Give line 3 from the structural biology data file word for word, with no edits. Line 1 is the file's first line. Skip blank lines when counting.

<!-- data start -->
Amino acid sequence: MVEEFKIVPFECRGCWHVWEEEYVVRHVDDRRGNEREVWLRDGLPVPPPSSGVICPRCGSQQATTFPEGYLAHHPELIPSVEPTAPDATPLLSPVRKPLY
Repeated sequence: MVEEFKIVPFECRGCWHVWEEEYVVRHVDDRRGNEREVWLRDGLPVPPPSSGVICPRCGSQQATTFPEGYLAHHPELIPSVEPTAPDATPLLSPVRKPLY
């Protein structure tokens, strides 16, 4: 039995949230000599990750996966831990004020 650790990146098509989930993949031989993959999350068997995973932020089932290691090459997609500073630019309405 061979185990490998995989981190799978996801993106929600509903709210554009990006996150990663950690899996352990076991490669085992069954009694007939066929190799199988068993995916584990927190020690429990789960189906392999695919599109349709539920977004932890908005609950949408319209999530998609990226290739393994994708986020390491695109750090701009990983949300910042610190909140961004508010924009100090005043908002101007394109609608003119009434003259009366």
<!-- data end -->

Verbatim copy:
């Protein structure tokens, strides 16, 4: 039995949230000599990750996966831990004020 650790990146098509989930993949031989993959999350068997995973932020089932290691090459997609500073630019309405 061979185990490998995989981190799978996801993106929600509903709210554009990006996150990663950690899996352990076991490669085992069954009694007939066929190799199988068993995916584990927190020690429990789960189906392999695919599109349709539920977004932890908005609950949408319209999530998609990226290739393994994708986020390491695109750090701009990983949300910042610190909140961004508010924009100090005043908002101007394109609608003119009434003259009366």